NEWS: Afganistan
World Bank to offer $1 billion to Afghanistan to fund urgent needs.

The World Bank’s board of direc­tors has approved a plan to use more than $1 bil­lion from a frozen Afghan trust fund to finance urgent­ly need­ed edu­ca­tion, agri­cul­ture, health and fam­i­ly pro­grams, the bank announced.

The plan, which will bypass sanc­tioned Tal­iban author­i­ties by dis­burs­ing the mon­ey through U.N. agen­cies and inter­na­tion­al aid groups, will give a major boost to efforts to alle­vi­ate the coun­try’s wors­en­ing human­i­tar­i­an and eco­nom­ic crises, the bank said Tuesday.

The approach “aims to sup­port the deliv­ery of essen­tial basic ser­vices, pro­tect vul­ner­a­ble Afghans, help pre­serve human cap­i­tal and key eco­nom­ic and social ser­vices, and reduce the need for human­i­tar­i­an assis­tance in the future,” the bank said in a statement.

The Afghanistan Recon­struc­tion Trust Fund (ARTF) was frozen in August when the Tal­iban over­ran Kab­ul as the last U.S.-led inter­na­tion­al troops left after 20 years of war.

For­eign gov­ern­ments end­ed finan­cial aid rep­re­sent­ing more than 70 per­cent of gov­ern­ment spend­ing, while the U.S. took the lead in freez­ing some $9 bil­lion in funds from the Afghan cen­tral bank.

The bud­get cuts have accel­er­at­ed an eco­nom­ic col­lapse, exac­er­bat­ing a cash short­age and deep­en­ing a human­i­tar­i­an cri­sis that the Unit­ed Nations says has pushed more than half of Afghanistan’s pop­u­la­tion of 39 mil­lion to the brink of starvation.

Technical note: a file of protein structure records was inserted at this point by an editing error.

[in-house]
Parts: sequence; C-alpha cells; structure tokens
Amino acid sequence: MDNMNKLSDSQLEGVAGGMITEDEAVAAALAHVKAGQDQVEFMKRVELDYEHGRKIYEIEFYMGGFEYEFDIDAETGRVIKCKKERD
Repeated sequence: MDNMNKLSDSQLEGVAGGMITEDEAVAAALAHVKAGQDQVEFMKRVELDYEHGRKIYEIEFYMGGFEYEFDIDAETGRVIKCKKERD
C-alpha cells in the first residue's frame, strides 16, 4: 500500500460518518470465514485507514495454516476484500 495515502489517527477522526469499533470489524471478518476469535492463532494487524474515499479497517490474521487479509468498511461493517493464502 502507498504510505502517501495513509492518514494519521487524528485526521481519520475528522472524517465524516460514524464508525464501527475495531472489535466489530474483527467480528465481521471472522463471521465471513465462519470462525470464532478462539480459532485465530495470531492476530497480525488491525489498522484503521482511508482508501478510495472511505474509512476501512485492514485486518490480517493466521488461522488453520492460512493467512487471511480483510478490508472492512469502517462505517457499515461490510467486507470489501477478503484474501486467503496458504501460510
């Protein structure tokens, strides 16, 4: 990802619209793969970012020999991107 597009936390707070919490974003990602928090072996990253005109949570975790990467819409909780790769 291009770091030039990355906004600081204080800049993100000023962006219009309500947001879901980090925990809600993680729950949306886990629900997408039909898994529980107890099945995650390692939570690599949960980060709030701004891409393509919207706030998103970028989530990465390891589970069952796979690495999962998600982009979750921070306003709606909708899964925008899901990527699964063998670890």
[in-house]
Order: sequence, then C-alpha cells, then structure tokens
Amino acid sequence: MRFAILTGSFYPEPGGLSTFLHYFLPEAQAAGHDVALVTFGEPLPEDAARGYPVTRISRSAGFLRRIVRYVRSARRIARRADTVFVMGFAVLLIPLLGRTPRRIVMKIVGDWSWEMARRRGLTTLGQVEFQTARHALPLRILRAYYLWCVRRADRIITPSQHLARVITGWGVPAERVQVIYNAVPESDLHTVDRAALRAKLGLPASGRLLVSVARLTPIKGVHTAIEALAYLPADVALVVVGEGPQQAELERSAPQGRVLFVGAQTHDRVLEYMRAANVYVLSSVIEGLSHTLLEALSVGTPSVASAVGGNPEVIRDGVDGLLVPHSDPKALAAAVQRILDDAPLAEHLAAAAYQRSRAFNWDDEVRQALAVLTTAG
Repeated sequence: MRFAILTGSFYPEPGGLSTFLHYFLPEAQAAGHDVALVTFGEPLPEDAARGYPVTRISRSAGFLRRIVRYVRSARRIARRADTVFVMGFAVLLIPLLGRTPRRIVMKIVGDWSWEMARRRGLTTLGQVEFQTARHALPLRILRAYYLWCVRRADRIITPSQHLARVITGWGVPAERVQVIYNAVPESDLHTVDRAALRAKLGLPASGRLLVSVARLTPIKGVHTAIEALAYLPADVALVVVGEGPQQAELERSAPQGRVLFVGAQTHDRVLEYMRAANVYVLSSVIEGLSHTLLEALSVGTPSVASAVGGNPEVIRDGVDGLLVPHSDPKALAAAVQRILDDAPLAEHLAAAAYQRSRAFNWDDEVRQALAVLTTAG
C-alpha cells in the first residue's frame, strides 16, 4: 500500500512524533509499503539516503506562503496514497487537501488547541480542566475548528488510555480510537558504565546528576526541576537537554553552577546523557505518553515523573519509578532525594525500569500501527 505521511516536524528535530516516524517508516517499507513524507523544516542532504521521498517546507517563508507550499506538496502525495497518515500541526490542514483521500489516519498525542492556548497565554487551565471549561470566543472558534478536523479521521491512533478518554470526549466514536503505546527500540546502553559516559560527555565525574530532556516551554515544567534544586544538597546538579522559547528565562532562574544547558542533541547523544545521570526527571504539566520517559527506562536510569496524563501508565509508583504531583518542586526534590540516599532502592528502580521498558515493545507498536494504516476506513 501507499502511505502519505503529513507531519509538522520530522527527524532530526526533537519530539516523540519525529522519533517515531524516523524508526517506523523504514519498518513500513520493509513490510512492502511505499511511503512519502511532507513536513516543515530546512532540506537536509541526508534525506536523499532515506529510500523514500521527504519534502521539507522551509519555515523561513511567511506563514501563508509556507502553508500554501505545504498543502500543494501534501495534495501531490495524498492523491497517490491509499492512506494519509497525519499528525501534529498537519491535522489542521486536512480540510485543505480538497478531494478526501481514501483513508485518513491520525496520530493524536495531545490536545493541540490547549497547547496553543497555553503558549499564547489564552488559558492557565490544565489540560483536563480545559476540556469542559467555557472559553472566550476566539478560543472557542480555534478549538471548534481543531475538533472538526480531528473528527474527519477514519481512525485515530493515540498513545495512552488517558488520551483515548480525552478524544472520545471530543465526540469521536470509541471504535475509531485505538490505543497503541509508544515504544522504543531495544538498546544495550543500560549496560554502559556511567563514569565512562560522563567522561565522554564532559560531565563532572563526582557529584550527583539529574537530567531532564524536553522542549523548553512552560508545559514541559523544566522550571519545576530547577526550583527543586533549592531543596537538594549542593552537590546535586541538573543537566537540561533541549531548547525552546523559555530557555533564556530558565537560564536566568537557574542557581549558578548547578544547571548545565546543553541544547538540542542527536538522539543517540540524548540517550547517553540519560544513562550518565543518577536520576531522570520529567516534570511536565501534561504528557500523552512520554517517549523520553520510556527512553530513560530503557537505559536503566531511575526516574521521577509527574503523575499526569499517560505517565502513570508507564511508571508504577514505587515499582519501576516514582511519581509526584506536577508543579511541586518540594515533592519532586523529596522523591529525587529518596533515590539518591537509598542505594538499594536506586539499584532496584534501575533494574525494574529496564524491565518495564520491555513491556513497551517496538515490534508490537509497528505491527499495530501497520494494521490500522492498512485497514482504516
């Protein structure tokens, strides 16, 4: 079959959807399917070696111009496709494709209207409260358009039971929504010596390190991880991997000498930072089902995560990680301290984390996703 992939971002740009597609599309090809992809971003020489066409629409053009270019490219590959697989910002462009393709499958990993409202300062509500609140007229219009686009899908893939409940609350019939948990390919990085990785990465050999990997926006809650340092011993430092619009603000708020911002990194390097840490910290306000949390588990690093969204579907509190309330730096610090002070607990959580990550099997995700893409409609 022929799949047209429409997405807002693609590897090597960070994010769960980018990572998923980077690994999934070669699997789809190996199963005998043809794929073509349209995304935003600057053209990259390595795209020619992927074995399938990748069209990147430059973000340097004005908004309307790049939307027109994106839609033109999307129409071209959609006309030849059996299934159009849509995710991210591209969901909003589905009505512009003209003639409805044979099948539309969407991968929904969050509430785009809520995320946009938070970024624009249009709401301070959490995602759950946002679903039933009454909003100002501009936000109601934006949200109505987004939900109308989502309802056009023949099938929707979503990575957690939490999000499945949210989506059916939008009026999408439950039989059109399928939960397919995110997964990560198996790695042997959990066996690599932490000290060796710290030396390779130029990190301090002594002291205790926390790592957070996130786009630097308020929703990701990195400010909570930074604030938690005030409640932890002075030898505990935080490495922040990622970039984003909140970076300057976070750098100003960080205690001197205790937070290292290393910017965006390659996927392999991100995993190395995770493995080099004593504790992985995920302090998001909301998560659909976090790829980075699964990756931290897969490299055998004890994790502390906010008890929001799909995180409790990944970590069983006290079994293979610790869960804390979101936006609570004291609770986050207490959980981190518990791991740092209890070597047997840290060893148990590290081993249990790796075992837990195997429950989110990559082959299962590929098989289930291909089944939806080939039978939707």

The World Bank state­ment said that ini­tial­ly, ARTF donors will decide on four projects worth about $600 mil­lion that will address “urgent needs in the edu­ca­tion, health and agri­cul­ture sec­tors, as well as com­mu­ni­ty livelihoods.”

There will be “a par­tic­u­lar empha­sis on the par­tic­i­pa­tion and sup­port of girls and women,” the state­ment continued.

The Tal­iban has reversed gains in wom­en’s rights over the past two decades, includ­ing pre­vent­ing them from work­ing and restrict­ing their trav­el unless accom­pa­nied by a close male relative.

Most girls have not been allowed to attend school beyond the sev­enth grade since the Tal­iban took con­trol. The group says all girls will be allowed to return to school lat­er this month.

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